Thousands of real estate agents rely on Homesnap, a home shopping app and the public face of the real estate industry’s Broker Public Portal national MLS website, to advertise their listings online. The real estate tech platform and mobile app that shares information about homes with consumers and helps agents find leads is adding a new feature — and taking stock of its past work.
Homesnap, which generates ad templates for agents and figures out where to place them, is debuting ads across Google along with its existing ad capabilities for Facebook, Instagram and the navigation tool Waze. The lead ads used by Homesnap capture a potential client’s contact information and other information like future move dates when they click on an ad.
The Google rollout is accompanied by a new ad platform that differentiates between Facebook and Instagram ads instead of lumping them together. Waze ads are out of beta as a full-fledged advertising option. The ad platform is available on the web, iOS and Android.
“There’s a lot of wasted ad spend: bad advertisements, bad billboards, local sporting team sponsorships, park benches. Very expensive advertising,” Homesnap Chief Product Officer Lou Mintzer told Inman in an interview. “What we’re doing is in line with our mission as a company to support agents and build tools for them to be successful and productive. This lets them advertise themselves and their listings directly on four platforms.”
Homesnap started with Facebook ads. The quartet of online advertising options will now target Facebook users, millennial homebuyers on Instagram, drive-by traffic past a listing through Waze and people searching listings on Google. Agents can preview their ad campaigns and set their budget.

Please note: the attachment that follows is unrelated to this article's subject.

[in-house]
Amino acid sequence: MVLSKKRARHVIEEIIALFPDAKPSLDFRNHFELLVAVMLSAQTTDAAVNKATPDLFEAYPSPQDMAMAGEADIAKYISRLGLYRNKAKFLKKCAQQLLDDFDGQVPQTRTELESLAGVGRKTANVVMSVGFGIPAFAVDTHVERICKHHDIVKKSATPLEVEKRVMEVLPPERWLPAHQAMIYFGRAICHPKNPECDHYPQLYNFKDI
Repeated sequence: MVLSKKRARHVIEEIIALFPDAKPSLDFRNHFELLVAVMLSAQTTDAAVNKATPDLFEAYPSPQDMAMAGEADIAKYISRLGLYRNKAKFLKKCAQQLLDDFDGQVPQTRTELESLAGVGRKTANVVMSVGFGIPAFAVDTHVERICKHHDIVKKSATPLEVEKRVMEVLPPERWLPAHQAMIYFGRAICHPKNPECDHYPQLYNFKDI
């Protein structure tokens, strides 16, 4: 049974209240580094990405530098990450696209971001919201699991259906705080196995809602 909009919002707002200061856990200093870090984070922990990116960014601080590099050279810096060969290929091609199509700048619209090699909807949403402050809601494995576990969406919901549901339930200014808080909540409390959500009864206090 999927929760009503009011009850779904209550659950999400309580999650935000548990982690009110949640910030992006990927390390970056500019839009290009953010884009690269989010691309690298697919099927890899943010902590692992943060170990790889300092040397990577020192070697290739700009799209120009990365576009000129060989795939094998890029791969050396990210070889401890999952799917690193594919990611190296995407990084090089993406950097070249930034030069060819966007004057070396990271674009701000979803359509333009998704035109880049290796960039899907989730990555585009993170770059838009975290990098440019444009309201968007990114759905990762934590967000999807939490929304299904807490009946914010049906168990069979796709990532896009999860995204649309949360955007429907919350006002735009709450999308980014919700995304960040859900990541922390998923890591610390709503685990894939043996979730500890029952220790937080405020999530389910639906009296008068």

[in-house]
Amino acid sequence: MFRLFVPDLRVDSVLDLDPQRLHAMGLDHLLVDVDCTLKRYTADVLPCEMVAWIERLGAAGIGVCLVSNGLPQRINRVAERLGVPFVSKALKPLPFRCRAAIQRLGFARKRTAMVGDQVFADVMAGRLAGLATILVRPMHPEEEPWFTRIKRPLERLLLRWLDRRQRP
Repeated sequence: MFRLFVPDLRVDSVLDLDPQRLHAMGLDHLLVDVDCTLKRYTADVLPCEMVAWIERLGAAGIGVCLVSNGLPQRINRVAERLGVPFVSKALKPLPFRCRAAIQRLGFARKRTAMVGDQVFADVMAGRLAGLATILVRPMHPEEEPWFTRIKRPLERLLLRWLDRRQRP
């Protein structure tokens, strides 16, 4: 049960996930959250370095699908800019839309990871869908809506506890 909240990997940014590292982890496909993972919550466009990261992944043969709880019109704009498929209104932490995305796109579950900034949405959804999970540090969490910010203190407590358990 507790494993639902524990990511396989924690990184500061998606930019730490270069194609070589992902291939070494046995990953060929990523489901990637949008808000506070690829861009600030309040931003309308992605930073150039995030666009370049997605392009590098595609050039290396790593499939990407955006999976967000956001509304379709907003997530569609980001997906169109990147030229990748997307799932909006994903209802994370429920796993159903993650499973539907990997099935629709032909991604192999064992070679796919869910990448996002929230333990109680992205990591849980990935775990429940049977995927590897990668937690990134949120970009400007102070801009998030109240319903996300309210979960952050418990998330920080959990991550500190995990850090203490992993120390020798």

The Google advertising features includes three components: ads on Google Search, ads through Gmail and ads on websites that use Google advertising.
“We’re not just hitting people in one place. We’re hitting them across the whole Google ecosystem,” Mintzer said. “The level of intent is higher on search. A lead from Google — it’s the best lead, basically.”
It took this long — six years since Homesnap’s launch — to add Google to Homesnap’s ad tools because of how complicated the online search giant is, Mintzer said.
“There are a million ways to do it wrong and very few ways to do it right,” Mintzer said.
As Homesnap rolls out its new tools, the company is touting new insights on its past offerings. A case study by Facebook and Instagram conducted in August found that Homesnap users earned a six-time return on their ad spend and found a seven-time decrease in cost per lead across both platforms.
In its own study, Homesnap said that agents using the platform sold homes 10 days faster and for 1.1 percent more money.
Homesnap is trying to decouple real estate advertising from national platforms and offer agents social, online and mobile advertising instead.
“They’re all good platforms. We’re not trying to push people on Facebook or Google or Waze,” Mintzer said. “We want to give agents the opportunity to diversify their marketing across these four platforms and encourage them to double down on the ones that meet their objectives.”
In February, Homesnap announced it had raised $14 million in series B funding, and the Broker Public Portal’s partnership with the well-known home shopping app helped it reach 150 percent growth — a jump from a user base of 45 MLSs to more than 120 MLSs comprising 800,000 agents and brokers — a year after solidifying a 50-50 ownership deal with the platform.